Monday, September 12, 2011



Two years ago a friend forwarded me some junk email that I actually read. So glad I did, because the email contained this recipe. Often with an unknown source, recipes like this could be a total waste of ingredients, but this one is definitely not. In fact, it's so good, I feel badly for not paying for the recipe. Of course, it's a hoax. (But you can still read the story below. Totally entertaining!)
Last week when I had some friend's children over for the day, we did some baking. These cookies (I personally like to call them biscuits, but it's an American recipe) are delicious, and turn out perfectly every time. Definitely worth sharing with you!

5 cups rolled oats
2 cups butter (I use light margarine)
2 cups brown sugar
2 cups white sugar
4 eggs
2 tsp vanilla
4 cups plain flour 
680g chocolate chips
1 tsp salt 
2 tsp baking powder 
2 tsp bicarbonate of soda
500g cooking chocolate, grated
3 cups chopped nuts (optional)

1 Blend oats in a blender to a fine powder.
2 Cream the butter and both sugars.
3 Add eggs and vanilla, mix together with flour, oatmeal, salt, baking powder, and bicarbonate of soda. Add chocolate chips, grated chocolate and nuts.
4 Roll into balls, and place two inches apart on a baking tray covered with baking paper. Bake for 10 minutes at 180 degrees celcius.

Recipe may be halved as this makes heaps. [The above quantities make 112 cookies.]

And here's the story...

If you don't already know, Neiman-Marcus is a very expensive boutique department store in Dallas, USA.

My daughter and I had just finished lunch at a Neiman-Marcus Cafe, and because both of us are such biscuit lovers, we decided to try the Neiman-Marcus cookie. It was so excellent that I asked if they would give me the recipe. The waitress said with a small  frown, "I'm afraid not, but you can buy the recipe."

I asked how much, and she responded, "Only two fifty. It's a great deal".

I agreed to that, and told her to add it to my bill.

Thirty days later, I received my Visa statement, and the charge from Neiman-Marcus was $285. I looked at it again, and I remembered I had only spent $9.95 for two sandwiches and about $20 for a scarf. At the bottom of the statement, it said,  "Cookie Recipe: $250". That was outrageous!

I called Neiman's accounting department and told them the waitress had said it was "two fifty", which clearly does not mean "two hundred and fifty dollars" by any reasonable interpretation of the phrase. Neiman-Marcus refused to budge. They would not refund my money because according to them, "What the waitress told you is not our problem. You have already seen the recipe. We absolutely will not refund your money.

I explained to the Accounting Department lady the criminal statutes which govern fraud in the state of Texas. I threatened to report them to the Better Business Bureau and The Texas Attorney General's office. I was basically told, "Do what you want. Don't bother trying to get any of your money back".

I told her that I was going to see to it that every cookie lover in the world with an e-mail account gets a $250 cookie recipe from Neiman-Marcus for free.

So here it is! Please pass it on to everyone you can  possibly think of. I paid $250 for this, and I don't want Neiman-Marcus to EVER make another penny from this recipe!


  1. Ha! I remember reading this story a while back and wondering if cookies could possibly taste that good. I am so glad someone has trialled it to find out!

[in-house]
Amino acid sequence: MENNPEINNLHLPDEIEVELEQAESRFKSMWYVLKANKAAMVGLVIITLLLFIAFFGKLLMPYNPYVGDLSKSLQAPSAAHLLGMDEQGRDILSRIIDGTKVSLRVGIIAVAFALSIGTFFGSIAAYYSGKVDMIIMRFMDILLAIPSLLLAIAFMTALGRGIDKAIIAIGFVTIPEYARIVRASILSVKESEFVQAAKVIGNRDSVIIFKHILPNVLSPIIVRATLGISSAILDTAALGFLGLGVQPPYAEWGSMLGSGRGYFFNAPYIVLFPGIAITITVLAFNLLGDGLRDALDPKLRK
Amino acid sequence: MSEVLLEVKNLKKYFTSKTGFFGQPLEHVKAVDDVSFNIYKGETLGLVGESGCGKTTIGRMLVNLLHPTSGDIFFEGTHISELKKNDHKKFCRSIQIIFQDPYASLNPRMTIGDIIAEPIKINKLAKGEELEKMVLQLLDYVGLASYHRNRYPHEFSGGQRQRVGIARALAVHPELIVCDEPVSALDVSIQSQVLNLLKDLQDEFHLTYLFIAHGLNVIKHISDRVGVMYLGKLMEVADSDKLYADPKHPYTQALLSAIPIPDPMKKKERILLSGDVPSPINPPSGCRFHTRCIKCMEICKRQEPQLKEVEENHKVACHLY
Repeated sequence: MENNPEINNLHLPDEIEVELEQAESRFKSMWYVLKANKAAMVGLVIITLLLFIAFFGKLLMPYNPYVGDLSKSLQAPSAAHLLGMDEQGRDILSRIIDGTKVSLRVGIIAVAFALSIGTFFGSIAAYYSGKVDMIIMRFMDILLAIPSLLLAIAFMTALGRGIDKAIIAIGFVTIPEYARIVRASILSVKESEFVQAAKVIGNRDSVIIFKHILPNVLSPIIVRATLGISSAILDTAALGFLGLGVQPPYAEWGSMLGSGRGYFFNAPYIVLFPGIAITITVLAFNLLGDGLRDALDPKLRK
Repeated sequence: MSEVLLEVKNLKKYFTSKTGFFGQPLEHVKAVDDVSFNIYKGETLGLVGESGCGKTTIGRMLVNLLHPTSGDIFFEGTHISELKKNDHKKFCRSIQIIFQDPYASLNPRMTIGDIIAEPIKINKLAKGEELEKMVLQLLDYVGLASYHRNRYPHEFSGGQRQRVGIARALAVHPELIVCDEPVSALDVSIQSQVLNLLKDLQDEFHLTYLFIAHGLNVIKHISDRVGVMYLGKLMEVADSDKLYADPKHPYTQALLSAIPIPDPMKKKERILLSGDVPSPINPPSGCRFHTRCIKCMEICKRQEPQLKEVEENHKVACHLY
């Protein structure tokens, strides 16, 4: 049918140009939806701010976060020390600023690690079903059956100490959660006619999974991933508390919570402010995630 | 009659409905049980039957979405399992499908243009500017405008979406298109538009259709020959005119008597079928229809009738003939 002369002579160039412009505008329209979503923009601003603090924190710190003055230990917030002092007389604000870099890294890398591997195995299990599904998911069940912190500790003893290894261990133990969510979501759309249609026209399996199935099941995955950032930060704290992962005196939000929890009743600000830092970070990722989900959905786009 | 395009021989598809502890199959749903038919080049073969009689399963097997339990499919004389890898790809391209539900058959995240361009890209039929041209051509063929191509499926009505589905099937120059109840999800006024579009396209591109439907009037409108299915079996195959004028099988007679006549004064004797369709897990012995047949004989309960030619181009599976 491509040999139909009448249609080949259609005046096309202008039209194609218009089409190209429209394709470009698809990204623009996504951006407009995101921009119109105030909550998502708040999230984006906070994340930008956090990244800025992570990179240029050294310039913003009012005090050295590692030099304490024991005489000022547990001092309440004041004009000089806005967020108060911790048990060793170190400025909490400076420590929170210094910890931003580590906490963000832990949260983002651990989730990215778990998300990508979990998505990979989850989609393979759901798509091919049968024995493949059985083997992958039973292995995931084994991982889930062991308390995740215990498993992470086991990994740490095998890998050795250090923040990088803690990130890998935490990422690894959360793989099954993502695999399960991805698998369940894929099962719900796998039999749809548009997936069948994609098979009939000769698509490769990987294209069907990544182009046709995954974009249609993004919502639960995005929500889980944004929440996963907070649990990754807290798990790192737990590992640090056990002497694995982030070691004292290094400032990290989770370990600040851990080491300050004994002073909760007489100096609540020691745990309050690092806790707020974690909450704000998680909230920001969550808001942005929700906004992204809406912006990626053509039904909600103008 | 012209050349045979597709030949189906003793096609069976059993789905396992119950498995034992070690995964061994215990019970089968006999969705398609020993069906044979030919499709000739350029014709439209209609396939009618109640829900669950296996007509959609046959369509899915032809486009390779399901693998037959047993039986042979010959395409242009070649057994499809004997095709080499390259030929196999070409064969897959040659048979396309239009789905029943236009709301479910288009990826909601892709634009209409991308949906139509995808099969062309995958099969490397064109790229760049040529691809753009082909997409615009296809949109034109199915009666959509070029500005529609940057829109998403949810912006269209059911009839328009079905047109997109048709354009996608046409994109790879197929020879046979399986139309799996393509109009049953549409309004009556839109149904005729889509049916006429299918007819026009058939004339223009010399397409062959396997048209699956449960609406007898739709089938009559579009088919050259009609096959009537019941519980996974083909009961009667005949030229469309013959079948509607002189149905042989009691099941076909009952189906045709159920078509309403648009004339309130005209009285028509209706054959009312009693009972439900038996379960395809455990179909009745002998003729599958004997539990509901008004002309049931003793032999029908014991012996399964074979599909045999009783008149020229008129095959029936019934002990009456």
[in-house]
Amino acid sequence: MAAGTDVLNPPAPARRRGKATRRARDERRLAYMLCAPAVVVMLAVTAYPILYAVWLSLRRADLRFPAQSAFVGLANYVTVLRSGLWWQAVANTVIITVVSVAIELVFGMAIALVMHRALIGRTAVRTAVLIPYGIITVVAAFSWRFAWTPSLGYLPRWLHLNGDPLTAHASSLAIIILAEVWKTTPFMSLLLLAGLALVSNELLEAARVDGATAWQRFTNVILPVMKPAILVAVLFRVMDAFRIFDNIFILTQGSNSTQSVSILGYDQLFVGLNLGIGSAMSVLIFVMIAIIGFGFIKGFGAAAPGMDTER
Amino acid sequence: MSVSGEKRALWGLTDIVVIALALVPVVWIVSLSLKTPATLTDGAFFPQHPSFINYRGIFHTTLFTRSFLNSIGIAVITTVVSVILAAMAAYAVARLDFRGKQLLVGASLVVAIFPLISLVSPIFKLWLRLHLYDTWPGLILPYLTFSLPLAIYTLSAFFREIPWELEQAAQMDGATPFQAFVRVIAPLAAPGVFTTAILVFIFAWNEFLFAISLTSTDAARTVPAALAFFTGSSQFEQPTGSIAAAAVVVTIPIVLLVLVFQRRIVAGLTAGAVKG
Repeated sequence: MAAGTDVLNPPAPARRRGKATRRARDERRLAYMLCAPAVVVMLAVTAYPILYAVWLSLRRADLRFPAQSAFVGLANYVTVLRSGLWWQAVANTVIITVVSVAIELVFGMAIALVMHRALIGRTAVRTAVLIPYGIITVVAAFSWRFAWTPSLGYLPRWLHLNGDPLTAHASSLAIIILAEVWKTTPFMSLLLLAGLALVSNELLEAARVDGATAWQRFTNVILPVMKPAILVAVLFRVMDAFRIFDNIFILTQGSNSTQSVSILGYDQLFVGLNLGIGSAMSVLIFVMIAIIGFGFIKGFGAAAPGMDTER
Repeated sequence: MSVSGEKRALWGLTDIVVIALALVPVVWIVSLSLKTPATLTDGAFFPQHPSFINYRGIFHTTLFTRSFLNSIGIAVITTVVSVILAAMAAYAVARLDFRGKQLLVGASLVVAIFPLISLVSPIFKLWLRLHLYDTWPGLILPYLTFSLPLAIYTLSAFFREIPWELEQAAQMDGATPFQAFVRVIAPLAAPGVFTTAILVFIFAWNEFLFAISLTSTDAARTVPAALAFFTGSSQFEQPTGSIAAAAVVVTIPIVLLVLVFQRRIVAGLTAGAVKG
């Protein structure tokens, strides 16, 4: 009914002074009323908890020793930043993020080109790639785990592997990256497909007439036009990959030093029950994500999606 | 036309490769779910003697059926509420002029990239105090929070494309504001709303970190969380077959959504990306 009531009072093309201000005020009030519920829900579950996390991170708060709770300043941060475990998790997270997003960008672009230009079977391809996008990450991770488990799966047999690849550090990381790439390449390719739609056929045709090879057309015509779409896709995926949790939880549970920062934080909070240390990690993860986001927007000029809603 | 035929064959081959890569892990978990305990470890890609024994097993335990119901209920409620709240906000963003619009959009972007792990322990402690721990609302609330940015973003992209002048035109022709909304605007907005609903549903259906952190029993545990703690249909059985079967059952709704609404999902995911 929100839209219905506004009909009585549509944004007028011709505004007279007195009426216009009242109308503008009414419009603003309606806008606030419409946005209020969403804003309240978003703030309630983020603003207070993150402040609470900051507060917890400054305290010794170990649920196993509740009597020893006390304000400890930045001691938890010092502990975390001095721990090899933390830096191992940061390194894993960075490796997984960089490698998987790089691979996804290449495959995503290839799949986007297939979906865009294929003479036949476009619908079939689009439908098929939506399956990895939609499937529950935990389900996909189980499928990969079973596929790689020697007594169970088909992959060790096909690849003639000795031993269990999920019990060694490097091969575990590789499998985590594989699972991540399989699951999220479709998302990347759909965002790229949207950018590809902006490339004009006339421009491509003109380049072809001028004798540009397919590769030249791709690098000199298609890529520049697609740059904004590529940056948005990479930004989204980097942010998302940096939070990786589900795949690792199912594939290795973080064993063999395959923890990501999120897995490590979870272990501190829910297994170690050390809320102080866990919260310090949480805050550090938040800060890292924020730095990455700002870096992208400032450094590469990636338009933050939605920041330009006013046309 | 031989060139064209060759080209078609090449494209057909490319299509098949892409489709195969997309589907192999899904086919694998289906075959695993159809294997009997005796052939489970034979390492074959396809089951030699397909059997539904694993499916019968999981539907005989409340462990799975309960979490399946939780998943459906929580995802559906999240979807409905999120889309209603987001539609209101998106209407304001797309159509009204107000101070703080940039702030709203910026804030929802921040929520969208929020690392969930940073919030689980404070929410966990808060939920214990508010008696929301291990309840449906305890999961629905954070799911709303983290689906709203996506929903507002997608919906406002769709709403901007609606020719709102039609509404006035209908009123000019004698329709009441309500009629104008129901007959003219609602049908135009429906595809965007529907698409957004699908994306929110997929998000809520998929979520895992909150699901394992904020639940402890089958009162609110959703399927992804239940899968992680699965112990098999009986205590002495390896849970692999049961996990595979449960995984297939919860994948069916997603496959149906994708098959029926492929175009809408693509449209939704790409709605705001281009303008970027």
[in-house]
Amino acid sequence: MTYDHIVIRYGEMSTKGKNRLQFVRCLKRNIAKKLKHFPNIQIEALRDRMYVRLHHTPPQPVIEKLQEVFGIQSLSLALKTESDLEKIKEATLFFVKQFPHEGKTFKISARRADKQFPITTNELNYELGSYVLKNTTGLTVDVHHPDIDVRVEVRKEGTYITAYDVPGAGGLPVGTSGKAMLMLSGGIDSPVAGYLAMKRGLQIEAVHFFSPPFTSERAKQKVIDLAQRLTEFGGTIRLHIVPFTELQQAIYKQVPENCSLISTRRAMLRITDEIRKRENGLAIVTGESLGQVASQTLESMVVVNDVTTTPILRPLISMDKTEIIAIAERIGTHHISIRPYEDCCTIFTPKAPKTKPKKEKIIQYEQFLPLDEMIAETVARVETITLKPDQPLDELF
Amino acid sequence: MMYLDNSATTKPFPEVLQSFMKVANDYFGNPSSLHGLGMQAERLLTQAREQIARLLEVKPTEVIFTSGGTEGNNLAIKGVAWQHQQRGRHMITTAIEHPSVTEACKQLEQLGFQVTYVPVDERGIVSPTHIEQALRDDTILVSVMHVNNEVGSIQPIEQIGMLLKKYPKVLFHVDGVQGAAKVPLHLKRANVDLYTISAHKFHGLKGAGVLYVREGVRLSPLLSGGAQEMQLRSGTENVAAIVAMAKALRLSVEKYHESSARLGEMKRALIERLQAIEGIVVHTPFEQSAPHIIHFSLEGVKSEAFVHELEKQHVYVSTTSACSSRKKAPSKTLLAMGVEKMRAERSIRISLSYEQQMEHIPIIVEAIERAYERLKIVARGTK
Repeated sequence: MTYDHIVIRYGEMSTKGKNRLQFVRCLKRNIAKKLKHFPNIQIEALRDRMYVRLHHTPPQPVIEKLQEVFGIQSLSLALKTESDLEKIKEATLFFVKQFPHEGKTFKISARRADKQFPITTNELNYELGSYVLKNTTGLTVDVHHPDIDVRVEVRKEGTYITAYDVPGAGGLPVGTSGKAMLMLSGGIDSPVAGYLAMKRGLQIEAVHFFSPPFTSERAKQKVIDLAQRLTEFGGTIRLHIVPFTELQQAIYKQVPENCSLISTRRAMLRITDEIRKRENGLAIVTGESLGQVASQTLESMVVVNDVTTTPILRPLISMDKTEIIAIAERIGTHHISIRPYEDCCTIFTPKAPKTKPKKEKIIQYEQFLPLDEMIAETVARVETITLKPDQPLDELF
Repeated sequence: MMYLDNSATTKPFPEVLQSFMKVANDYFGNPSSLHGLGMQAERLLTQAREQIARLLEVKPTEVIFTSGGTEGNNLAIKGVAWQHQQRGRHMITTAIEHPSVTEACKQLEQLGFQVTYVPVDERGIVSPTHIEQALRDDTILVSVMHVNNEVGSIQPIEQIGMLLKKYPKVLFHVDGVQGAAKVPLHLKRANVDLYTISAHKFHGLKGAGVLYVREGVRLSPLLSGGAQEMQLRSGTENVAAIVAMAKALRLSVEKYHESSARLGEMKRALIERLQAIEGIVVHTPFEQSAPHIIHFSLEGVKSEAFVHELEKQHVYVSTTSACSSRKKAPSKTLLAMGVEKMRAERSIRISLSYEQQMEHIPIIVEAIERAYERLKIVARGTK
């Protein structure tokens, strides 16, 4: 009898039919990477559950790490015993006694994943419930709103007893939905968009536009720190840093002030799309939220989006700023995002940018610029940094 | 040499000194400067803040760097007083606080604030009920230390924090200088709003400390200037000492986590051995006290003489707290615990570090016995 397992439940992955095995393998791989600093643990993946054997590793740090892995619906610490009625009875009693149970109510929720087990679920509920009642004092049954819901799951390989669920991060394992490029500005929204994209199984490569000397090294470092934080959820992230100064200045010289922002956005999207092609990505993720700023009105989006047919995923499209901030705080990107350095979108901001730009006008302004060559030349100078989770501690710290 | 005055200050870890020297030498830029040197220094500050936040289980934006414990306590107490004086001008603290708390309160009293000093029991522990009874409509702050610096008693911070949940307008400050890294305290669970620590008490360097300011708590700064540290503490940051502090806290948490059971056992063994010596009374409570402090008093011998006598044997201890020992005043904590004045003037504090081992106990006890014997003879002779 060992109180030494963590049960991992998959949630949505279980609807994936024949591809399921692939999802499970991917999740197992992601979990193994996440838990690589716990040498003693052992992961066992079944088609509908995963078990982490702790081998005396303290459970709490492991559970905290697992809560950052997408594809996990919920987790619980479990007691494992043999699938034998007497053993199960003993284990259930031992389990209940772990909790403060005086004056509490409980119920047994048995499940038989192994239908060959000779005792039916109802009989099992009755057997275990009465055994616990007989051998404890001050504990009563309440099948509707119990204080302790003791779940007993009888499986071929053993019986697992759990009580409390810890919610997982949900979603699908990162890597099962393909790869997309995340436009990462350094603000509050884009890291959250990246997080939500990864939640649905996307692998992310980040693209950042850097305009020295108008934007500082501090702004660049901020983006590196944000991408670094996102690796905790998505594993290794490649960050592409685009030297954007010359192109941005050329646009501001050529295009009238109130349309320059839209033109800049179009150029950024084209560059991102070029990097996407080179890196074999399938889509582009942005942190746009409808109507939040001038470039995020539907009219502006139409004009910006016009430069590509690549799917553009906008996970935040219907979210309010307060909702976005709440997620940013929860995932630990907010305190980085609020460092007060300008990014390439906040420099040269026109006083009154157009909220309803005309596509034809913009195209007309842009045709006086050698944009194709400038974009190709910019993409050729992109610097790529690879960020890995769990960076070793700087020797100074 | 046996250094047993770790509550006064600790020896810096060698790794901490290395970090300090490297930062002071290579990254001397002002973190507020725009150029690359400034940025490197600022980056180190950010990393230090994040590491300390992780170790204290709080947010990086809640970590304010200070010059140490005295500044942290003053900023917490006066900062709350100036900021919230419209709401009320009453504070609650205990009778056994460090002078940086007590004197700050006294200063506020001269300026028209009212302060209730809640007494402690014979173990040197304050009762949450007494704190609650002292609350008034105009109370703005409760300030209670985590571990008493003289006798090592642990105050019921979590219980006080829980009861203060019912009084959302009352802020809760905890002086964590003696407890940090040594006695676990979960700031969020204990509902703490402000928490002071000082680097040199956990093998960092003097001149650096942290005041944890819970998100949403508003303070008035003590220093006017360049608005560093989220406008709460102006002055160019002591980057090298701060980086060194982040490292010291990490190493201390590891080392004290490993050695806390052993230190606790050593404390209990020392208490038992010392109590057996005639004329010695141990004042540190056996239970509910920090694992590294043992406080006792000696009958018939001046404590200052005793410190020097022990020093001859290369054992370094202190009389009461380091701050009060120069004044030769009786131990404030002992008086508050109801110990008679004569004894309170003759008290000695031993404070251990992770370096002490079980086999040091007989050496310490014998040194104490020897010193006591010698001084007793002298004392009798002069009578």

2. Good for you! I hope this recipe travels far and wide, that'll show them!

  3. Too funny!! Though I would not have been impressed to see that on my statement.

    They sound scrummy though :)

  4. Love it! What a great story and what a fabulous cookie!! Am printing this off to make next weekend with the KAT's whilst daddy is overseas, thanks!

  5. I've heard this story before, love it. Did you ever get around to trying my peanut butter cookies?

    To. Die. For.

    Shell xx

    PS Read your relationships post on Saturday - funny as I already had Bron's blog ready to go and I loved yours too! Nice to know I've got happily married blogging friends. :) xx

  6. A fabulous bit if marketing from the Neiman-Marcus team. But I reckon I'll try them out anyway if you think they are that good! x

  7. Oh my goodness me! ahhh this is why i love the internet (most times!) thanks for sharing such a fancy smancy recipe with us, they sure do look amazing!!!! hope your week is wonderful xx

  8. Nice one - I'm drinking a cup of coffee whilst goofing off in blogland and a couple of those biscuits would go down a treat....

  9. I love me some good cookies, but not sure I love me some $250 cookies ... but since your friend paid and we didn't, I'm in! Saving the recipe for future :)

  10. I am going to add the ingredients to my shopping list for tomorrow. They sound divine.

  11. Do you reduce the recipe? At almost 1.3kg of chocolate and 4 cups of sugar, they are serious biscuits!

  12. Gosh, I hate to burst everyone's bubble, and far be it from me to be the champion for a big corporation, however, this is an urban legend which has morphed over the years. The last time I heard this exact same story was about Mrs. Field's cookie recipe, and now Neiman Marcus is the bad guy. You can read the chain email on here:

    Snopes is a fabulous source if you're looking to see if something you hear is true or not.

    I'm sure the cookies are great - I may just give them a try myself! But rest assured, no unsuspecting customer was conned. Neiman Marcus even has the recipe on its website:

    Sorry for the long comment - I was a news reporter in a past life!

  13. I read this story years ago as well and had it on my "Roundtuit" list to make them. Your post inspired me to do just that. I halved the recipe as you suggested and it still made 70 biscuits. Oh so delicious! :)


Thank you for your thoughtful and positive words and taking the time to comment. Love Kymmie. xx